More than 40 states and the District of Columbia have adopted the objective standard approved by Whren or cited it with approval (see, Appendix).1

III

In each of the cases before us, defendant argues that the stop was pretextual and in violation of New York State Constitution, article I, § 12. By arguing that the stops were pretextual, defendants claim that although probable cause existed warranting a stop of the vehicle for a valid traffic infraction, the officer's primary motivation was to conduct some other investigation.

We hold that where a police officer has probable cause to believe that the driver of an automobile has committed a traffic violation, a stop does not violate article I, § 12 of the New York State Constitution. In making that determination of probable cause, neither the primary motivation of the officer nor a determination of what a reasonable traffic officer would have done under the circumstances is relevant.

We have observed that because the search and seizure language of the Fourth Amendment and of article I, § 12 is identical, they generally confer similar rights (see, People v Harris, 77 N.Y.2d 434, 437 [1991]; People v P. J. Video, 68 N.Y.2d 296, 304 [1986]).2 Nevertheless, this Court has not hesitated to expand the rights of New York citizens beyond those required by the Federal Constitution when a longstanding New York interest was involved (see, e.g., People v Scott, 79 N.Y.2d 474 [1992]; People v Keta, 79 N.Y.2d 474 [1992]; People v Griminger, 71 N.Y.2d 635 [1988]; People v P. J. Video, supra; People v Bigelow, 66 N.Y.2d 417 [1985]).

This Court has always evaluated the validity of a traffic stop based on probable cause that a driver has committed a traffic violation, without regard to the primary motivation of the police officer or an assessment that a reasonable traffic officer would have made the same stop. Where the police have stopped a vehicle for a valid reason, we have upheld police conduct without regard to the reason for the stop (People v David L., 81 A.D.2d 893, revd on dissent below 56 N.Y.2d 698 [1982], cert denied 459 U.S. 866).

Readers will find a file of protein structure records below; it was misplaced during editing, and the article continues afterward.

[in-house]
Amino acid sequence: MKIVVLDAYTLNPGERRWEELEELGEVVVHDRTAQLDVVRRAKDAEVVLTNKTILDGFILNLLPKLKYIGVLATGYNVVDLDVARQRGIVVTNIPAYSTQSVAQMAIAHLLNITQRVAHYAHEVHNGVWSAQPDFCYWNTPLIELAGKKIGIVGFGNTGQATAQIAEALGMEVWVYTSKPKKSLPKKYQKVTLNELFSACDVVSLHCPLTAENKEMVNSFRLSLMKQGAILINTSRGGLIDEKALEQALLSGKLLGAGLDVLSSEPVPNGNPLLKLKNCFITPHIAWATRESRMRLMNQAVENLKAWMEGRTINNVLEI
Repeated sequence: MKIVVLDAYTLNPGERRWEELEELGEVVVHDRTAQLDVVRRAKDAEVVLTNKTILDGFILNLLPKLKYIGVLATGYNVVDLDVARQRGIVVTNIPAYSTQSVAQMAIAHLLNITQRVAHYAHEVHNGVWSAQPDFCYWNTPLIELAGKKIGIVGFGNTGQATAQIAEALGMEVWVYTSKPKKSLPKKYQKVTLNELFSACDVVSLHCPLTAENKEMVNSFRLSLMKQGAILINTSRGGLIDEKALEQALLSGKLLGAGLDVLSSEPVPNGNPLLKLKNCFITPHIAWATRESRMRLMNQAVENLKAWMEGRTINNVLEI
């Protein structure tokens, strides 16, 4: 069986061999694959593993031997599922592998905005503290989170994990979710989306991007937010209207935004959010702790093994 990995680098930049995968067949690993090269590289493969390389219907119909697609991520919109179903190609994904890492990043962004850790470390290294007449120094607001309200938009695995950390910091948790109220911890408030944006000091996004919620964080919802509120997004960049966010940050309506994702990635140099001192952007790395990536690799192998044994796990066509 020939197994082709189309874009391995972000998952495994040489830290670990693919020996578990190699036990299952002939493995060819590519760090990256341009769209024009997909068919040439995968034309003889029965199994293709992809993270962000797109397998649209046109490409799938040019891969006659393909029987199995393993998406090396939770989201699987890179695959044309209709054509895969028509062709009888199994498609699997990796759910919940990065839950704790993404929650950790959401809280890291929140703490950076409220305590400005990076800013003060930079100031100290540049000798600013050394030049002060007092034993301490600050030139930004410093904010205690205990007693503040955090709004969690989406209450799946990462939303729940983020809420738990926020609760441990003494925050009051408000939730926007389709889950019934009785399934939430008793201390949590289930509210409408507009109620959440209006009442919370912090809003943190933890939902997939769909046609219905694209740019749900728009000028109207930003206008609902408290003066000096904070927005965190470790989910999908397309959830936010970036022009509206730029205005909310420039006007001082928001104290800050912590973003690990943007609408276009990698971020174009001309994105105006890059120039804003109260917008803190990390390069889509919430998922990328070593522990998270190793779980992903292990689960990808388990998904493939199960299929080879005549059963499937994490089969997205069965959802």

This Court has never held that a pretextual stop, as opposed to subsequent police conduct, was violative of article I, § 12. The dissent does not disagree (dissenting opn at 367-368). Although the Appellate Divisions have, on occasion, examined the primary motivation of a police officer in evaluating a traffic stop, all seven of the Judges on this Court acknowledge the "difficulty, if not futility, of basing the constitutional validity of searches or seizures on judicial determinations of the subjective motivation of police officers" (dissenting opn at 371). Thus, we are unanimous in our view that the primary motivation test is not, and should not be, part of our State constitutional jurisprudence.

Defendants, however, point to several of our cases—most notably People v Spencer (84 N.Y.2d 749 [1995])—and contend that we have previously indicated our disapproval of pretextual police conduct. Defendants' reliance on People v Spencer is misplaced. There, we held that the stop of the vehicle merely to request information from the driver concerning the whereabouts of a criminal suspect was an unreasonable seizure in violation of the Fourth Amendment. In that case, the defendant had not committed a traffic violation.

We noted that "police stops of automobiles in this State are legal only pursuant to routine, nonpretextual traffic checks to enforce traffic regulations or when there exists at least a reasonable suspicion that the driver or occupants of the vehicle have committed, are committing, or are about to commit a crime" (id., at 753). However, we explained what we meant by pretextual when we further noted that "there were no objective safeguards circumscribing the exercise of police discretion" and that if such stops "were permissible and motorists could in fact be pulled over at an individual police officer's discretion based upon the mere right to request information, a pandora's box of pretextual police stops would be opened" (id., at 758, 759). Central to Spencer's holding was the absence of an objective standard for stopping a vehicle. Thus, a police officer could contrive a reason to stop a vehicle merely to make an inquiry. However, an objective standard is present here—the Vehicle and Traffic Law.